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With Creative Commons and the new guidelines for fair use, educators no longer have to be afraid of using other people’s work when using media to illustrate a concept for their students.
Share the good news with your teachers!
When Wikipedia was first launched, librarians and teachers were adamant that it should never be used as a valid and authoritative reference source. As time has passed, however, some educators have come to believe that Wikipedia has a place in teaching information literacy and critical thinking.
Scott McLeod’s post on his Dangerously Irrelevant blog gives some good reasons why we should be using Wikipedia with students and why we should talk about its use with our administrators. It’s worth the read.
Where do you stand on the issue?
A recent post on the AASL blog has me thinking about pathfinders today. You know what pathfinders are, right? Those lists of resources that librarians make for every research project that is done in the library. The author of the post wonders if we aren’t sending students mixed messages when we talk about how they need to learn searching strategies and then be able to evaluate the information they find, but turn right around and hand them a list of “approved” resources to use. Why should they bother to learn anything about searching or evaluating information when they know that we’re going to tell them where to find the stuff they need? In a world of infoglut, I’m not sure that we are doing them any favors.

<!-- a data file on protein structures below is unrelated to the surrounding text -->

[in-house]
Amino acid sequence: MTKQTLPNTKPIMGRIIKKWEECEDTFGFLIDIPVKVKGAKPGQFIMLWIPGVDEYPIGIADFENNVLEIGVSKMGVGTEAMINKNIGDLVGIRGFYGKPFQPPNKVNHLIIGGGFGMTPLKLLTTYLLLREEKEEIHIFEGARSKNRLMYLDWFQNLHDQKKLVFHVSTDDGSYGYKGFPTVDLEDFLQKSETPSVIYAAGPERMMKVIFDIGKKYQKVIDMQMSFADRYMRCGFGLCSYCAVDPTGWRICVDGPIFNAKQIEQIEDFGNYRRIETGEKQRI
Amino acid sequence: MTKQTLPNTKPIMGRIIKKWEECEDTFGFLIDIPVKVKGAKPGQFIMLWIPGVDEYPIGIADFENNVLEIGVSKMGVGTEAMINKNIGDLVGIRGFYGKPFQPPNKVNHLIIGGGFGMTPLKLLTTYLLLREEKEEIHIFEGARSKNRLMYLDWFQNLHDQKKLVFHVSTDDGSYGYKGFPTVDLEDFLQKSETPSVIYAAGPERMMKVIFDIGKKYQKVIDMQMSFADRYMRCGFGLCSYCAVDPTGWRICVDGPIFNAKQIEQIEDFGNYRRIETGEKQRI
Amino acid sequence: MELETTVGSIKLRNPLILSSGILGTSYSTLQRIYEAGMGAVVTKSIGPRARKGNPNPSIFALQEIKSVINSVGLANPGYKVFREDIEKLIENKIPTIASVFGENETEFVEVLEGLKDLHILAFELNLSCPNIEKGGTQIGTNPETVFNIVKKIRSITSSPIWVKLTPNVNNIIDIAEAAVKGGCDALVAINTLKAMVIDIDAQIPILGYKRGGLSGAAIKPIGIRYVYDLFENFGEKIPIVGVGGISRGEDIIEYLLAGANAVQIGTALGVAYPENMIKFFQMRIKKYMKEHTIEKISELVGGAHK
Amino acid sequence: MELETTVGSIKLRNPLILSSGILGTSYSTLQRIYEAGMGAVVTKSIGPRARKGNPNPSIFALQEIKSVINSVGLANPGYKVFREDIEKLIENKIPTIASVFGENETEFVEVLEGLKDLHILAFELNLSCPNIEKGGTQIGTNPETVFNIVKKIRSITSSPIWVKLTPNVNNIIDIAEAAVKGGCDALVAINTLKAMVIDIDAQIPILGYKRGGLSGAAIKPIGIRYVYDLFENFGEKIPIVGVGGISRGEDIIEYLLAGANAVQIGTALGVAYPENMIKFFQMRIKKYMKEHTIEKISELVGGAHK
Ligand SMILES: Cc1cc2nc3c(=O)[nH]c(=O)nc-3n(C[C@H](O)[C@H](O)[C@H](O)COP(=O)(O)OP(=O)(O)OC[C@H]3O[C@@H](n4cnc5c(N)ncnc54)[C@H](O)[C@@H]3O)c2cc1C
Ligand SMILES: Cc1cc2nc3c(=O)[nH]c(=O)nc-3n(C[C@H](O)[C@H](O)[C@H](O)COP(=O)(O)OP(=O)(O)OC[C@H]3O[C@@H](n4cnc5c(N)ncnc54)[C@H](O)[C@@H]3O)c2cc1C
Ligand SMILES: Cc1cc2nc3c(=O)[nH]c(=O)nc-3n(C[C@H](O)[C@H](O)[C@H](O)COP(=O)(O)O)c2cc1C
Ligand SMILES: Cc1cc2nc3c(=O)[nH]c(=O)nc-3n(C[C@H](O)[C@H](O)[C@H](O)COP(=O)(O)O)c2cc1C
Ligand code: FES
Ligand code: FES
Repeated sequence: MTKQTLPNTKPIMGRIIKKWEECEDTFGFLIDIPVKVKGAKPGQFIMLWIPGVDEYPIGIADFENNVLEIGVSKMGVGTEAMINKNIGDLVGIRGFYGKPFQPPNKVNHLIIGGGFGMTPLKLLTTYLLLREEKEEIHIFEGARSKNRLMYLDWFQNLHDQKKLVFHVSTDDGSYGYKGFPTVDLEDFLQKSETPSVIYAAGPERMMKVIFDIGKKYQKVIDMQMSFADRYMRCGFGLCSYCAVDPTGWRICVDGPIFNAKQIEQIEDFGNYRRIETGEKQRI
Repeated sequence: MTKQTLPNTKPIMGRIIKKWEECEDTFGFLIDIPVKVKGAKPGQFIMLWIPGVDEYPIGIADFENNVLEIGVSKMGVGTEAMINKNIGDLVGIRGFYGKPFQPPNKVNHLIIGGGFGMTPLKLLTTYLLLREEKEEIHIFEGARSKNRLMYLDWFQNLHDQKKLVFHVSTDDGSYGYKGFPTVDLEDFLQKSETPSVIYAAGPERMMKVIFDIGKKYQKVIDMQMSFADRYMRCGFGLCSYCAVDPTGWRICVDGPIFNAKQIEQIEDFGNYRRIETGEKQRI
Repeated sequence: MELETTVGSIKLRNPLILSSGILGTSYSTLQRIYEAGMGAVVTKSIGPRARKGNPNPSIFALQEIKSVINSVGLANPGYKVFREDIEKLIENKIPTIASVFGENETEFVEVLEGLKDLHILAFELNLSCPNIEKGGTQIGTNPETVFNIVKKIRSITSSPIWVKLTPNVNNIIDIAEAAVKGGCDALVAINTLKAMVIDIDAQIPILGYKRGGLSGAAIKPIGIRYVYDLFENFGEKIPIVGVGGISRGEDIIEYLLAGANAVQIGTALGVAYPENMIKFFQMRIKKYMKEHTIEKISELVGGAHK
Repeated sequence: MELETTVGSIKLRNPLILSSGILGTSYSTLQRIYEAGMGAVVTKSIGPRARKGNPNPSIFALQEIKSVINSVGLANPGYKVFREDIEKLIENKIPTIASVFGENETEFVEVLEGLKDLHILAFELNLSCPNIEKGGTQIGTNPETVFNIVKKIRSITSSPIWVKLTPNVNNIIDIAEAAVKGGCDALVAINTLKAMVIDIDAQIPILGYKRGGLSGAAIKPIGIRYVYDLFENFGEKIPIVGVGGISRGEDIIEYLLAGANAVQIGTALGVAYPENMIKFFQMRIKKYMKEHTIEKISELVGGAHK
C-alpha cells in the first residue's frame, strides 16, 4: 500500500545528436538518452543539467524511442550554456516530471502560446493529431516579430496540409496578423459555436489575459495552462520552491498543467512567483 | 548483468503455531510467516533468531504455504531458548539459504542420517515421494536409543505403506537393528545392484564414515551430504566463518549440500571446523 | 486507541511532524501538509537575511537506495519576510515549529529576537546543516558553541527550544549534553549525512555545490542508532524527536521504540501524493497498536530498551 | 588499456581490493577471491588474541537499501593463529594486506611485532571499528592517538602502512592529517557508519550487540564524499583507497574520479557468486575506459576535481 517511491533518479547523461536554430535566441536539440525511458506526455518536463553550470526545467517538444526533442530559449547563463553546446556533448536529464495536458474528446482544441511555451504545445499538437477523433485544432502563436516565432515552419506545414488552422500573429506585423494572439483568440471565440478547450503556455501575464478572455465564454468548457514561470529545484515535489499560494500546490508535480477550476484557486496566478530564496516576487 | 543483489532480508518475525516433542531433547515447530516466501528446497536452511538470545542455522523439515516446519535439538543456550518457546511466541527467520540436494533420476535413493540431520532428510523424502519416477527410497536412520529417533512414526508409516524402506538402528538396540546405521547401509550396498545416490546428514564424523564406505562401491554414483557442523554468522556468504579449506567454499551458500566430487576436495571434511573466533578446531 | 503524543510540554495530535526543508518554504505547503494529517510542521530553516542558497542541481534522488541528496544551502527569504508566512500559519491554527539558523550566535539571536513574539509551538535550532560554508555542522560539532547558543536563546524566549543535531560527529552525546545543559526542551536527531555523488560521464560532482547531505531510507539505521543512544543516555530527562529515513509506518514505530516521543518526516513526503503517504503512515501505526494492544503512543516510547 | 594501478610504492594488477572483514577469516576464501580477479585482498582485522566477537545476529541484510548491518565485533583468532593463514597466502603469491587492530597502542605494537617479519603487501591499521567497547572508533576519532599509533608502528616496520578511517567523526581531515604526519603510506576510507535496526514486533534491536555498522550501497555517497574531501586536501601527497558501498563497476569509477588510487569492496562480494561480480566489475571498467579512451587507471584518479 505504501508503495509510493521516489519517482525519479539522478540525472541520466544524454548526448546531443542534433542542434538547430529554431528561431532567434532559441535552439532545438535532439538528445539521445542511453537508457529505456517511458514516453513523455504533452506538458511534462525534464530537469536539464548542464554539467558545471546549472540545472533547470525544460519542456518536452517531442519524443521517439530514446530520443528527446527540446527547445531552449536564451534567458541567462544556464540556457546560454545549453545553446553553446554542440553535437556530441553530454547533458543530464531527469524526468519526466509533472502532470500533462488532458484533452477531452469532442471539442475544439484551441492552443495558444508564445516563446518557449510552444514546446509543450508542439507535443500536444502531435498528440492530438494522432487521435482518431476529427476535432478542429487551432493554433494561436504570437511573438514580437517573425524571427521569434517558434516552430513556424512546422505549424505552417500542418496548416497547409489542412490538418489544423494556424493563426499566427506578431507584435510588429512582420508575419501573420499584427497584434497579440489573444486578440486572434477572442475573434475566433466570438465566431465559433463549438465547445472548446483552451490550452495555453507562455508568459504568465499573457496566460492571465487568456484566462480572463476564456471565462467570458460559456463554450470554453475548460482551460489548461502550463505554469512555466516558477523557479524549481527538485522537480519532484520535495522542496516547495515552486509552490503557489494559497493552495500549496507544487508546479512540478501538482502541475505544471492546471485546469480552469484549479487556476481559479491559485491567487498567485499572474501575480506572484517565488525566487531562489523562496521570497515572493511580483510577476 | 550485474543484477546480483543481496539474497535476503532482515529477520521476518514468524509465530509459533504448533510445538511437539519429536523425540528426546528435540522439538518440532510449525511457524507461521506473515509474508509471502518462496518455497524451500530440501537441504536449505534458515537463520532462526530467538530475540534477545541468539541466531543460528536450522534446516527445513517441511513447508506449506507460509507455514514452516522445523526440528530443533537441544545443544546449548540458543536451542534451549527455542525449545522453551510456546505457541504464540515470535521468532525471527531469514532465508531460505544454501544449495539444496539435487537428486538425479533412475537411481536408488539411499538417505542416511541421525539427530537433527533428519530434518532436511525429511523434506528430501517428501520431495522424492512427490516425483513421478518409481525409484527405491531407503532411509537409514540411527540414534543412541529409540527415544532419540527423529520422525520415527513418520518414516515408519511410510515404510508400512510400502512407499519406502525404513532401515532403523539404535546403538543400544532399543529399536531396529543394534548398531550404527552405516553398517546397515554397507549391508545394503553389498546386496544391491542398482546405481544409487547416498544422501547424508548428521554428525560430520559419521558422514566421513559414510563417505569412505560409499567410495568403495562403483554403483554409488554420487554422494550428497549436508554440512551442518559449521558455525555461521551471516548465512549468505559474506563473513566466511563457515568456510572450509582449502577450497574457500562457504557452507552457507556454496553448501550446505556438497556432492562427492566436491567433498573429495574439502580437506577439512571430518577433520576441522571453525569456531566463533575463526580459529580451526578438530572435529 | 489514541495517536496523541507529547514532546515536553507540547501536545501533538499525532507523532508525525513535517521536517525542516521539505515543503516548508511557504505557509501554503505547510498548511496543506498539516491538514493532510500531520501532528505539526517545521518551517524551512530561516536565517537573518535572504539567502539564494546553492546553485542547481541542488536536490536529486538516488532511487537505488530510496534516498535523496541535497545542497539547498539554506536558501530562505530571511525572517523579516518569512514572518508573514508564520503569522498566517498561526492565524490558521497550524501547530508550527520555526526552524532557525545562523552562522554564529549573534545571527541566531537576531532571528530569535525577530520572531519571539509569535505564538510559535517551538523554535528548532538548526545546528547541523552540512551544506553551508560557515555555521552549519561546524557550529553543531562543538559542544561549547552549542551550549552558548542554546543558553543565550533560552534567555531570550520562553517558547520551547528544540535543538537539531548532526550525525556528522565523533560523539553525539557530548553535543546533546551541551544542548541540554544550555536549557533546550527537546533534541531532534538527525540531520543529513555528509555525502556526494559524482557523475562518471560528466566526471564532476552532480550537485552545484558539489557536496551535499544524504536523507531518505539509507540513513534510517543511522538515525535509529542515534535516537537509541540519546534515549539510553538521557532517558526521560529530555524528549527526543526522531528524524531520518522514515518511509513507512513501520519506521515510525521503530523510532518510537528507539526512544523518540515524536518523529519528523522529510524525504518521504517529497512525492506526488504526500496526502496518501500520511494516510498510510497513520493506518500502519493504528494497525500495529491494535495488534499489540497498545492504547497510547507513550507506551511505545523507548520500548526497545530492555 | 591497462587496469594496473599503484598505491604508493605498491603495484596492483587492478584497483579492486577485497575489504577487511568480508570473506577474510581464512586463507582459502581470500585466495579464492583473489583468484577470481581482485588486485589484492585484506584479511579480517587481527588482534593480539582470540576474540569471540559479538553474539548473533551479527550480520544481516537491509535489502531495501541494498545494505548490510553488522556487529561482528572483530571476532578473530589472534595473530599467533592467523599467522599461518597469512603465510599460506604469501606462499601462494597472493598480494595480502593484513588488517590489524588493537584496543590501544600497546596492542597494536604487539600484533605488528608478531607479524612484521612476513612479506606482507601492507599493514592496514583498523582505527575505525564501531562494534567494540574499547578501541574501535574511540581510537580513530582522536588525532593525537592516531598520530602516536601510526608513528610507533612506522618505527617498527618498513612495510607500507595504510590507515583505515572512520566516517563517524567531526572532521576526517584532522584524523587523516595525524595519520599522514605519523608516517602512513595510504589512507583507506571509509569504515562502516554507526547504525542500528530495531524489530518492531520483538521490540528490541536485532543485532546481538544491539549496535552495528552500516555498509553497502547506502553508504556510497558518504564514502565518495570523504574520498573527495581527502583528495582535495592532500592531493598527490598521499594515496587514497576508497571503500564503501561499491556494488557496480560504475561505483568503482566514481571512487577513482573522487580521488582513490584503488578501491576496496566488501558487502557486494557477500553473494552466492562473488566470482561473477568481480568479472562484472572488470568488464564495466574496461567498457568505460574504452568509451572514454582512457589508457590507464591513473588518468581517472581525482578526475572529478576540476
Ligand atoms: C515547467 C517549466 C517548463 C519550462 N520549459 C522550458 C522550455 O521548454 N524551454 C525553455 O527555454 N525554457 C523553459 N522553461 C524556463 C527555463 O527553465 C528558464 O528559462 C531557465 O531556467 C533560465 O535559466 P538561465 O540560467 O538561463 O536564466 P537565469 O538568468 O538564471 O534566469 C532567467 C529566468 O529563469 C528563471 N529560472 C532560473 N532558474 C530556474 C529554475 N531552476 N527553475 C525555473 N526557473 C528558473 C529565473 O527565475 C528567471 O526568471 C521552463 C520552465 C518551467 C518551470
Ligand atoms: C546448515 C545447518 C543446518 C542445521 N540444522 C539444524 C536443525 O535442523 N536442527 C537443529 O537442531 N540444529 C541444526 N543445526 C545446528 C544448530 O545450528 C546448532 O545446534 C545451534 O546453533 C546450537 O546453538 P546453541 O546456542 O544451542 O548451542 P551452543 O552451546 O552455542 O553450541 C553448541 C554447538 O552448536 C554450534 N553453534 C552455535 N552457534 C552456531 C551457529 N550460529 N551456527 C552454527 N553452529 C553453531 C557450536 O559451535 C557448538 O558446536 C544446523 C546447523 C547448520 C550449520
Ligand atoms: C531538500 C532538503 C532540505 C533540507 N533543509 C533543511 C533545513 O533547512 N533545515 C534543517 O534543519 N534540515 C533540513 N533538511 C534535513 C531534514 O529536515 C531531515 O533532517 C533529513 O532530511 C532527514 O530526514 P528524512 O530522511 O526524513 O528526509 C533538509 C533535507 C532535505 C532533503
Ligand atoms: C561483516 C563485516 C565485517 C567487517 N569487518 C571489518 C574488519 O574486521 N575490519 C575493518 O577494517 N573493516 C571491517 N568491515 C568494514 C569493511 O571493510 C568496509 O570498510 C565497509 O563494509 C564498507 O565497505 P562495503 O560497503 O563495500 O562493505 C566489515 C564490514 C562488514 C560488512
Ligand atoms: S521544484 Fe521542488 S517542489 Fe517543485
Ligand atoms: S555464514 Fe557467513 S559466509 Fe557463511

The author also mentions that she has started using a wiki site for her pathfinders and allowing teachers and students to help in their creation. Joyce Valenza has blogged about this idea also. While I love the collaborative aspect of all stakeholders contributing to a wiki pathfinder, I’m wondering now – are we leading our students down the wrong path? Post your thoughts in the comments.